Russian Military Capability in Doubt

Now that President Putin has a new term of office, it could have been expected that this would provide a great opportunity for fundamental change to put right what has gone wrong over the past decade and a half. Yet the old guard remains – Lavrov at the Foreign Ministry and Shoigu at Defence. The only light shining through the perpetual darkness is the elevation of former Finance Minister Alexei Kudrin’s protégés to positions that, with Putin’s backing, could clean up the bureaucracy and bring on a new wave of economic reform. “Could” is the operative word. “Will” is entirely another matter.

The failure to reform substantially during Putin’s previous periods in office has, among other things, left the armed forces in an unenviable position. Short term increases in the military budget, rather like instant injections of steroids for those frequenting the gym, have recently bulked up the chest and arm muscles, but they have left the supporting legs as skinny as before. And what have the injections done for the mind? They just seem to have encouraged “roid” rage.

To the extent that modern warfare depends upon the state of the art in technology, the armed forces  have not had significantly enhanced improvements in the civilian sector to draw upon, as the economy has been held back by sloth and deeply embedded corruption. De-industrialisation of rust bucket heavy industries and the loss of highly skilled manpower were not followed in the 1990s by substantial and wholesale re-industrialisation at new levels of technology. When Stalin faced acute economic backwardness in the late 1920s and his Commissar for War, Voroshilov, declared that one could not win battles with straw, they embarked upon intensive industrialisation and refused all requests from chief of staff Tukhachevsky to increase military budgets until the economy stood on a more advanced footing. Tukhachevsky paid the price and was sacked for pushing “red imperialism” in 1928 (he was executed only much later after military modernisation had come through.) But Shoigu is still there.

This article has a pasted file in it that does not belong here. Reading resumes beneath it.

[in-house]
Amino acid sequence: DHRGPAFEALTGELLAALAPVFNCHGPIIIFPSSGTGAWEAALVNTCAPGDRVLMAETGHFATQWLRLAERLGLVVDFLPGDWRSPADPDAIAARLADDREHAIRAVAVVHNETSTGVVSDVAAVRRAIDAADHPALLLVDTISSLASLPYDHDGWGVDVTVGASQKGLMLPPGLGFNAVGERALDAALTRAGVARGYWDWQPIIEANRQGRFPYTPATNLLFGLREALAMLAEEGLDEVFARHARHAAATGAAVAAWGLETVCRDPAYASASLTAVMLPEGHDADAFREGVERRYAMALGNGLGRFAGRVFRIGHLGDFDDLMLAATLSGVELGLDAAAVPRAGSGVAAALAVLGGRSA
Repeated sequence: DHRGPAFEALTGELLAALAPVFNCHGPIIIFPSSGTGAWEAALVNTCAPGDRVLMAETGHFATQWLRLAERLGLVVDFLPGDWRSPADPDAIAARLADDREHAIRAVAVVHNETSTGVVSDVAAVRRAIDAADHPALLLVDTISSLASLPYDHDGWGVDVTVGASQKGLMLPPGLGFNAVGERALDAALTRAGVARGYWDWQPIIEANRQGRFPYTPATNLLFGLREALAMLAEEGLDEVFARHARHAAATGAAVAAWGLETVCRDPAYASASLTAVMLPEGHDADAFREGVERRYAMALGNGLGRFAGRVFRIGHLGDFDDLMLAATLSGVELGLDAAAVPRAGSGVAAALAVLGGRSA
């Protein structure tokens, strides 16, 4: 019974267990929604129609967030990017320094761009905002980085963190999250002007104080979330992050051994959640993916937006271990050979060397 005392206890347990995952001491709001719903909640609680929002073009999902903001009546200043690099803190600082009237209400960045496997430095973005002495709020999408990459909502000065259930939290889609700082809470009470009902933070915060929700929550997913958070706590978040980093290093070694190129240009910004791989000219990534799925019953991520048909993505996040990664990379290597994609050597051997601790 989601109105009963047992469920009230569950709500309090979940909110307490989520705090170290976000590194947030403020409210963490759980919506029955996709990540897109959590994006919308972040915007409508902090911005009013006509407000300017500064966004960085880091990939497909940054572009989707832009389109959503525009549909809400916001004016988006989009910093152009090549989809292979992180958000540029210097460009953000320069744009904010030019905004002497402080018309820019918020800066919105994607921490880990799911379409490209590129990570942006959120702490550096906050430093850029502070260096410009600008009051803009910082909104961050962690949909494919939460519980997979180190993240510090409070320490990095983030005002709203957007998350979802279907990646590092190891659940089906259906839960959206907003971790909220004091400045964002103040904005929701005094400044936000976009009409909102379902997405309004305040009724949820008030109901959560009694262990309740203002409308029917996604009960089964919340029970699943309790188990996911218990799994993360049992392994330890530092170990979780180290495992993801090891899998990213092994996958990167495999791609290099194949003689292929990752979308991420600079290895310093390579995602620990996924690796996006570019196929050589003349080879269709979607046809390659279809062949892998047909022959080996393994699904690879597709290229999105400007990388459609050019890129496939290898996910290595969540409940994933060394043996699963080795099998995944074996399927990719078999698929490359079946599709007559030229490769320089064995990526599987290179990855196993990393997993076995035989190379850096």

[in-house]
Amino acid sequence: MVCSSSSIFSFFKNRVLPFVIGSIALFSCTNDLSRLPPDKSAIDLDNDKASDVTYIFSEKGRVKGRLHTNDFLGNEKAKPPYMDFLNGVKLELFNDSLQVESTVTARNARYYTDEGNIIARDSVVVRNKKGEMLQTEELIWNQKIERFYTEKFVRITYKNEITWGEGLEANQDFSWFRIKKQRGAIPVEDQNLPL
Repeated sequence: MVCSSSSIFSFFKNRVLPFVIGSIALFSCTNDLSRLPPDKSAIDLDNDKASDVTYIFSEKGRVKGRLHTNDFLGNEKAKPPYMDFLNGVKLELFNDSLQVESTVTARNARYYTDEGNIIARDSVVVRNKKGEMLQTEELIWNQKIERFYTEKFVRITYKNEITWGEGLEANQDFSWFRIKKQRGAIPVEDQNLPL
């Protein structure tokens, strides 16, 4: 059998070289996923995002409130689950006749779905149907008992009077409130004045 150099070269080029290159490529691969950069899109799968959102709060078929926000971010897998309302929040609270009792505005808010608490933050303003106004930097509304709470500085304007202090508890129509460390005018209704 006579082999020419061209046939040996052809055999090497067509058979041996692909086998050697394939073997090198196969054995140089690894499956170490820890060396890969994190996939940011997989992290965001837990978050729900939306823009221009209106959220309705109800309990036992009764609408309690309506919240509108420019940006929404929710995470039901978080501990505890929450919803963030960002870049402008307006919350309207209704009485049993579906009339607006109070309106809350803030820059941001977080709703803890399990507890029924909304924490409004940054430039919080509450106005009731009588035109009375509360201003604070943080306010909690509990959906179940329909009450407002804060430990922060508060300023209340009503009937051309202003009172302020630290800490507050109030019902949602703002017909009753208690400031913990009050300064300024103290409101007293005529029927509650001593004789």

He faces the same dilemma, defending short term requirements as Kudrin and his protégés call for cuts in military expenditure. The embarrassing losses of Russian military aircraft in Syria compared to the non-existent losses of the Americans, in confronting an enemy composed of irregulars, are cause for anxiety as it seems to be a problem of the mind as much as equipment. The poor showing of Russian air defences in the face of brazen Israeli bombing of Iranian positions raises more troublesome questions. It cannot be attributed merely to the usual incompetence of the Syrians; it is also directly attributable to the backwardness of the Russian systems themselves. So how would the Russian armed forces fair against regular armies? This is the awkward question Nezavisimoe voennoe obozrenie raises with some force (“Kachestvo rossiiskogo oruzhiya postavleno pod somnenie”, 18 May 2018.) The subtitle of the article says it all:  “Why in the West they consider Moscow does not have a chance creating a contemporary army.”